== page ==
Let $A\subset \mathbb{R}$ such that $m(\mathbb{R}\smallsetminus A)=0$. Show that $A+A=\mathbb{R} $, where $$A+A=\{a+b\mid a,b\in A\}$$.

This is a question in the past qualifying exam in my university. I do not know where to approach. I encountered a similar problem that if $A$ is measurable and $m(A)>0$, then $A-A$ contains an interval, but I used $m(A)$ finite to do this problem. Can you help?

  • $\begingroup$ Of course $A$ is measurable: its complement is. $\endgroup$
    – user239203
    Nov 1, 2019 at 18:37
  • $\begingroup$ right, I forgot R is complete. I have tried the same method of the $A-A$ problem, but it does not work that way, can you give me a hint? $\endgroup$ Nov 1, 2019 at 18:40
  • $\begingroup$ the $A-A$ problem has $m(A)$ is finite, and I can not do the same thing to this problem $\endgroup$ Nov 1, 2019 at 18:41
  • $\begingroup$ @MarcosGNeil But you can do the same to $A \cap [a,b]$ for each interval. $\endgroup$
    – N. S.
    Nov 1, 2019 at 19:03

3 Answers 3


Suppose not. Then there exists $r\in \mathbb{R}$ s.t. $r-a\notin A$ for any $a\in A$. Let $B:=\{r-a: a\in A\}$. By translation invariance of the Lebesgue measure $m(B)>0$. However, $B\subset \mathbb{R}\setminus A$ and so $m(B)=0$.


Assume a point $p$ does not exist in $A + A$.

That means that $\forall x, (x \in A)\rightarrow((p-x) \not \in A)$.

Define $A_p = \{p-x| x\in A \}$ . We have $A_{p} \in \bar{A}$ .

However, $f(x) = p-x$ is a measure preserving transformation, so $A_p$ is of the same measure as $A$. Therefore the complement of $A$ would have measure greater than or equal to $A$.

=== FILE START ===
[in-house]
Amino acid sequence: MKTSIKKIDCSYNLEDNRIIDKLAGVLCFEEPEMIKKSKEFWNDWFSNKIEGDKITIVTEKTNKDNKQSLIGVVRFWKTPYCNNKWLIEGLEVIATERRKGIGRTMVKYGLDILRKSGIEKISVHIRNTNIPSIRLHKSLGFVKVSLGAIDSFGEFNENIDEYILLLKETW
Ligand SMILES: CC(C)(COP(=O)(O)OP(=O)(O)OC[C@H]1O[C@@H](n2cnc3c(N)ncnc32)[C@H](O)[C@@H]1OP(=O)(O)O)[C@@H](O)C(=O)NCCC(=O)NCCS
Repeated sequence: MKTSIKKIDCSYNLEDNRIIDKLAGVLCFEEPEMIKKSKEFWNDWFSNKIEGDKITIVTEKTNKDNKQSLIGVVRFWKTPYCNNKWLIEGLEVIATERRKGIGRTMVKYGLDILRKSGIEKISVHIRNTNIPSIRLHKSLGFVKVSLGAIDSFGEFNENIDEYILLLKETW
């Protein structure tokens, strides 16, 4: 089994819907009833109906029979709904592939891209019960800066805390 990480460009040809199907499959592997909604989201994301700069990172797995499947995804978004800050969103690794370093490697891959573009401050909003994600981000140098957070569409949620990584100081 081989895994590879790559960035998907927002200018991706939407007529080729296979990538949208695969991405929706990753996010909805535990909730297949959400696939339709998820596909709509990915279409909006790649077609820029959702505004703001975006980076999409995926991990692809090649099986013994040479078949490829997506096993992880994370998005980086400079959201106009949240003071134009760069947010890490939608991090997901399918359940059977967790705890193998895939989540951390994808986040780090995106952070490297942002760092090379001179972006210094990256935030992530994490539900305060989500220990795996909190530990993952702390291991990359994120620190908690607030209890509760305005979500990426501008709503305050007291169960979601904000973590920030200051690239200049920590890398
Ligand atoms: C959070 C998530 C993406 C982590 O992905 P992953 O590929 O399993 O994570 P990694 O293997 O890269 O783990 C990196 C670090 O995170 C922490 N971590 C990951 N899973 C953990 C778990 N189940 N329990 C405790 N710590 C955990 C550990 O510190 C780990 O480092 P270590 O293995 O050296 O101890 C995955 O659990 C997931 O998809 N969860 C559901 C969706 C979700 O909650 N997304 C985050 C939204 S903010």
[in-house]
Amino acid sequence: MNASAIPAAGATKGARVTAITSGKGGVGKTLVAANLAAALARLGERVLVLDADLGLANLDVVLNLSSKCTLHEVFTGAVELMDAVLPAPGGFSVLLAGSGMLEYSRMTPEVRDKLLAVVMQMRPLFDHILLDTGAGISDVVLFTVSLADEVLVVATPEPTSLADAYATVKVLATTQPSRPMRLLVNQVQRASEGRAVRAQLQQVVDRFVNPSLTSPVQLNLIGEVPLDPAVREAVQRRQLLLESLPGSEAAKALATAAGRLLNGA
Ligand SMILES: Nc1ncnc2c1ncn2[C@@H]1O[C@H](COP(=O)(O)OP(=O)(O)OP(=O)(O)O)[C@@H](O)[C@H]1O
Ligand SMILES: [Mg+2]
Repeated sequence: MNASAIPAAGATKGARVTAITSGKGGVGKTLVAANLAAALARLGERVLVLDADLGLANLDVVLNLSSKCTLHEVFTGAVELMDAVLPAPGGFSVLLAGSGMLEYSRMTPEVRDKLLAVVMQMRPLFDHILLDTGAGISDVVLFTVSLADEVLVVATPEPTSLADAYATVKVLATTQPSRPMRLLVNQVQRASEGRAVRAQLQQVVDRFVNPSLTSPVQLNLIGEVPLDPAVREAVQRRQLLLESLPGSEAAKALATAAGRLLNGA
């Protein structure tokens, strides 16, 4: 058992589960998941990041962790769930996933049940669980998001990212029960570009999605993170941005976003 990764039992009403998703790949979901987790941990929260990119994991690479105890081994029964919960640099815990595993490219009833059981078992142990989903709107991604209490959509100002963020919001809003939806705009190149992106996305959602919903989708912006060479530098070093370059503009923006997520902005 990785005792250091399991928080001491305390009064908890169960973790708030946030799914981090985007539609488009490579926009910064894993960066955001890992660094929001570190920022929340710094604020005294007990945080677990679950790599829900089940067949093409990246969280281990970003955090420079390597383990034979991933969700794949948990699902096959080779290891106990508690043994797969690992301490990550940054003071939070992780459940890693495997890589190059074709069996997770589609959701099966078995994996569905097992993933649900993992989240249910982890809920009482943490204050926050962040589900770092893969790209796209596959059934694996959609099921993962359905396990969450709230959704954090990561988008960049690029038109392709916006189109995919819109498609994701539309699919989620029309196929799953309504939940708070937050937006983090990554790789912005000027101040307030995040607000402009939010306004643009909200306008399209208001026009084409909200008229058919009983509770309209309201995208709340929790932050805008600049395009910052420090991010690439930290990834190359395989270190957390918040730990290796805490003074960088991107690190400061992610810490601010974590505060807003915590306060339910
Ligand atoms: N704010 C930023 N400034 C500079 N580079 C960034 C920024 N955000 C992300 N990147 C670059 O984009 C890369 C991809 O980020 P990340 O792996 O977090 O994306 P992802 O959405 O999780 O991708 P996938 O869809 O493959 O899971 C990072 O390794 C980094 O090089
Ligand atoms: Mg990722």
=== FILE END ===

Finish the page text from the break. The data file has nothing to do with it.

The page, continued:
If it had measure $0$, then the union of $A$ and its complement would be of measure $0$. This cannot happen.


Against the thesis, let $\ q\in\mathbb R\setminus(A\times A).\ $ Let $\ p:= \frac q2.\ $ Define,

$$ K\ :=\ [p-1;p]\cap\mathbb R\qquad\mbox{and}\qquad L\ := [p;p+1] $$ Furthermore, Let $\forall_{x\in\mathbb R}\ f(x):= q-x\ $ and

$$ K'\ :=\ f(K) $$

so that

$$ K'\ \subseteq [p;p+1]\qquad\mbox{and}\qquad K'\cap L=\emptyset. $$

Clearly, all three sets $\ K\ K'\ L\ $ are measurable, and $\ m(K')+m(L)\ \le\ 1.\ $ But $\ m(K')=m(K),\ $ hence

$$ m(K\cup L)\ =\ m(K)+m(L)\ \le\ 1 $$


$$ \mathbb R\cap[p-1;p+1]\ =\ K\cup L $$


$$ m((\mathbb R\cap[p-1;p+1])\ \setminus\ (K\cup L))\,\ \ge\,\ 1 $$

This proves that $\ m(\mathbb R\setminus A)\ \ge\ 1,\ $ in a contradiction to the assumption of the theorem. Great!


Your Answer

By clicking “Post Your Answer”, you agree to our terms of service, privacy policy and cookie policy

Not the answer you're looking for? Browse other questions tagged or ask your own question.